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TalkEmount All-Pro
Feb 4, 2012
New Zealand
These are non-optical extension tubes for macro photography and will work on E-mount lenses including the prime Sigmas. Extension tubes are usually used in conjunction with prime lenses. Although they will also work with zooms, it's seldom done because zooms have more inherent optical compromises than prime lenses.

These Kenkos (I've not used them) appear to preserve the electrical connectivity of NEX-native lenses so that auto-focus and electronic aperture control will continue to function. You can use just one 10mm or 16mm or piggyback them together for a 26mm extension to get really close. Be aware that with these tubes on, the parent lens will not be able to focus to infinity so it becomes a strictly macro-only affair.

They appear to be well made and are a good way to get really close macros (if that's your interest in photography), but are too pricey IMO for what they are. I suppose if you really need auto-focus capability during macro shoots then they might be worth it, but ultra up-close macro sessions will be tripod-mounted and seldom require auto-focusing.

For that amount of coin, I would consider a proper manual focus macro legacy lens. Proper macro lenses have the added advantage of being designed specifically for "flatness of field" so should you macro flat objects (like coins or postage stamps), you won't get blurry corners on the photo. They will also focus all the way to infinity.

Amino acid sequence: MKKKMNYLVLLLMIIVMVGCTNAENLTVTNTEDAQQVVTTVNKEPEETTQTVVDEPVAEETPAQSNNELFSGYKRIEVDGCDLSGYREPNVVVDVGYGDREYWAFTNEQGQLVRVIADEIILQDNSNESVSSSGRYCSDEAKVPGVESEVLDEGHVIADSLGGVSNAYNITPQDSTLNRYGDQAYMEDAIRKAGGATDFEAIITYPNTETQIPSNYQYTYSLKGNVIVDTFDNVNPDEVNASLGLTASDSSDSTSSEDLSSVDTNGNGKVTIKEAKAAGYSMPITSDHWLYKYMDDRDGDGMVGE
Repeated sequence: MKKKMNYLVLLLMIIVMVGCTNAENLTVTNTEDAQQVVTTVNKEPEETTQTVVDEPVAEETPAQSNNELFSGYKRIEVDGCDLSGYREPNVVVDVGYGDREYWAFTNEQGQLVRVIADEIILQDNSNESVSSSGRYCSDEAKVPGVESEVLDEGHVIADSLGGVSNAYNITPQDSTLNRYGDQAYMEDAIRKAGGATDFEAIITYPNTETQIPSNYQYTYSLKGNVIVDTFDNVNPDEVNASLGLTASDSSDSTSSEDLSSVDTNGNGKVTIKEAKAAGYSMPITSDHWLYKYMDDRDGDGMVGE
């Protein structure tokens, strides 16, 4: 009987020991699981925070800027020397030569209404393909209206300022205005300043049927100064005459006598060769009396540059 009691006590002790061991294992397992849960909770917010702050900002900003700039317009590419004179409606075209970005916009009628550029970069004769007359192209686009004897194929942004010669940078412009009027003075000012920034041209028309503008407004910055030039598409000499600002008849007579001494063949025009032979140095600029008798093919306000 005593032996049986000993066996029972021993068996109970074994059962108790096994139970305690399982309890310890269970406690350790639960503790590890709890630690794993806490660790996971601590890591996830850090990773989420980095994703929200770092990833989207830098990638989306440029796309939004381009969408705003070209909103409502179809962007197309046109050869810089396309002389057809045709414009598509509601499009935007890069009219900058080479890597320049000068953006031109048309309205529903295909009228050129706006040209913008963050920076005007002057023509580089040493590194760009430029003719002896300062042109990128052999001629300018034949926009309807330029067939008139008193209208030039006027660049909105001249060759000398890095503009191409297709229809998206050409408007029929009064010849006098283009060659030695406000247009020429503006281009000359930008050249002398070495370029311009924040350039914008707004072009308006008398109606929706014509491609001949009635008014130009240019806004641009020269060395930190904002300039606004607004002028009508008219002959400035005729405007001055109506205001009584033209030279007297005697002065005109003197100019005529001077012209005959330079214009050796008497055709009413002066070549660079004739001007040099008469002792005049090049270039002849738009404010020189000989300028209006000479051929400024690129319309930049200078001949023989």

My 2 cents...


TalkEmount All-Pro
Mar 2, 2012
New England
I have not used them either, and agree that it's an extremely high price to pay for the tubes. Tubes are supposed to be a "cheap" way of performing macro work when you can't afford a real macro lens. That price definitely ain't cheap!

The only advantage of passing the electronics through are AF and aperture control. Since the tubes cause a loss of light, AF may not be possible. And DoF will be razor thin at narrow apertures, and just merely thin if you can stop down.

There are (much cheaper) tubes that will not pass the electronics through, and you can still use MF there, but lose the aperture control for native E-mount lenses. So they wouldn't work well if all you have is an E-mount lens.

If you have a manual ("legacy") lens, you could go with the cheaper non-electronic tubes and try it out. But I don't think I'd purchase these unless you were trying to double the magnification of the 30mm macro lens. Let's see, 16+10=26, so it wouldn't quite turn the 30mm macro from a 1:1 lens into a 2x lens. Looks more like 1.87:1 if I did the math right.

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